Fiction Friday: ‘NEW NOVEL WHAT???’ edition

Let me briefly explain how my brain works.

My brain is like that asshole college roommate who drinks all your good beer and replaces it with Natty Light. Sure, it’s not exactly what you wanted, but it will do, right? I don’t ever have ‘an idea’ rattling around in my head. I either have nothing, or I have too many to work on all at once. For a while now, I’ve had ‘nothing’. But for several weeks, conversations with my brain have looked like this:

Yo, I’ve got an idea for a novel.
Brilliant! Is it the sequel to Say Nothing?
Lol nah.
…okay, what is it?
Seattle. 1990s. Grunge scene.
…that’s…. That’s not a novel. That’s a setting, and a theme.
Hey, my work here is done.

With NaNoWriMo just around the corner and a sequel to Say Nothing already earmarked for that, I was going to ignore my persistent, petulant brain. Then it gave me a (working) title. Then an opening scene. Then two characters. Now I was listening. Then it gave me the vaguest idea of a plot, and now I’m excited.

I’ve written the first chapter. This is a tiny excerpt – just a teaser – introducing you to one of the main characters. Enjoy!

—–

Above a double garage in the green suburb of Washington Park was a studio apartment where Jesse lived in squalor. The occupants of the house were the Williamses, an elderly couple whose ears could rarely pick up the sound of Jesse’s loud guitar, even if their noses often caught whiff of the pot smoke that frequently came across the garden from the garage. Jesse had lived in the apartment for two years, but had made no effort to scrub it up: paint was peeling in the loft area above the kitchen, where a mattress and rumpled sheets on the floor formed his bed; in the tiny bathroom, the faucet dripped; there was a pervasive smell of damp (noticeable even over whatever takeout was spoiling on the counter) from a roof leak he never bothered to report to his landlords. His landlords, quiet though he kept it, were his parents. Embarrassingly wealthy, they owned one of the largest real estate companies in Seattle, and the house in Washington Park was one of their many rentals. The Williamses paid rent; Jesse did not. Though Jesse’s apartment was small and filthy, he found that his friends and bandmates were in awe of him having his ’own place’, so for two years he had simply let them assume that his landlords were the Williamses. In Jesse’s defense, he had never technically lied, he just hadn’t corrected them: he couldn’t be held responsible if they came to the wrong conclusion. He didn’t correct them when they assumed his parents had cut him off, either. They painted for themselves an image of Jesse as a struggling musician, Mom and Dad’s purse strings brutally cut; the rug pulled out from underneath him; on his own since the day he flipped the proverbial bird to his parents’ dreams for him and dropped out of real estate school. He was their hero. A rock star. After all this time, like the stench of weed that perforated the furnishings and even the walls of his apartment, this white lie had seeped into Jesse, until he almost believed it himself.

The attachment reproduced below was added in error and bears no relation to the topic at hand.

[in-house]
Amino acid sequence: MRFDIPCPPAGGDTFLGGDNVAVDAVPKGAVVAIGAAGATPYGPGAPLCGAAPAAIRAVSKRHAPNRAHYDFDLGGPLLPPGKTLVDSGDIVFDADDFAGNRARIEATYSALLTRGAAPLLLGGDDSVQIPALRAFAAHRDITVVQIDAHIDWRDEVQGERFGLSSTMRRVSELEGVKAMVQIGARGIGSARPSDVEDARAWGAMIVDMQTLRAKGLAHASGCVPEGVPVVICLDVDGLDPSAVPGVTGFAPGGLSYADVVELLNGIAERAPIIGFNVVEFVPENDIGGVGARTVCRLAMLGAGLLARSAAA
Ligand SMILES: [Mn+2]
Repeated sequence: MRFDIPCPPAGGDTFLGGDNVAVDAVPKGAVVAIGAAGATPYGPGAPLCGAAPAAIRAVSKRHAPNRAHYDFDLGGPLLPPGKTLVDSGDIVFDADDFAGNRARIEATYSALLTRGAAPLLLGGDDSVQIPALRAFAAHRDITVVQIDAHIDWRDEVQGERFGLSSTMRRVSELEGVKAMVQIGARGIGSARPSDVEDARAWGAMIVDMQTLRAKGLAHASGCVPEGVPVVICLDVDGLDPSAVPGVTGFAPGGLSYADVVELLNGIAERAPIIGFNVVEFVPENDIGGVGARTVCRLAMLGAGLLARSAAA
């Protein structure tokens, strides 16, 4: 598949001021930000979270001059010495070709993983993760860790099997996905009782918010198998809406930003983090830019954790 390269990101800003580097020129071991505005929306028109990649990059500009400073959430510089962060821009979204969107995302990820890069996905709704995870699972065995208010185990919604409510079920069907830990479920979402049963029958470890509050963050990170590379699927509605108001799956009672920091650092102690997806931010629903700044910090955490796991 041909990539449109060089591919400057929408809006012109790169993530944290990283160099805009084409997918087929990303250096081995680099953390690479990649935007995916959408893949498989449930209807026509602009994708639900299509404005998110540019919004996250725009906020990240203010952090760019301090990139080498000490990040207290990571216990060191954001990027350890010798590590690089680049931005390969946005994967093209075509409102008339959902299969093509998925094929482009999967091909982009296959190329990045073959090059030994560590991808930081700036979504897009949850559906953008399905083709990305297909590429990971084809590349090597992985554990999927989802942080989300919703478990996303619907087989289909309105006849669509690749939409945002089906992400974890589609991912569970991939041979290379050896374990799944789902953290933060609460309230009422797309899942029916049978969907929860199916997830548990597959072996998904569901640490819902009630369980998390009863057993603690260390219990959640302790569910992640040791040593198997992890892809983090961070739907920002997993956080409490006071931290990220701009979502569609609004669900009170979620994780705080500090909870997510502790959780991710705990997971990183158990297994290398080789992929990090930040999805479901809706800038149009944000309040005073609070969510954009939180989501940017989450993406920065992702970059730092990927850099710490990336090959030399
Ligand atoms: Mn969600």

So he let the apartment go to ruin. He didn’t replace the couch when it started to sag in the middle, or the bulb that blew in the kitchen. Someday, when his band made it big, there would be a glittering write-up in Rolling Stone of his rags-to-riches tale. Jesse Parr, who came from nothing and formed the greatest rock band of all time. Jesse Parr, the kid who made it big.

 

 

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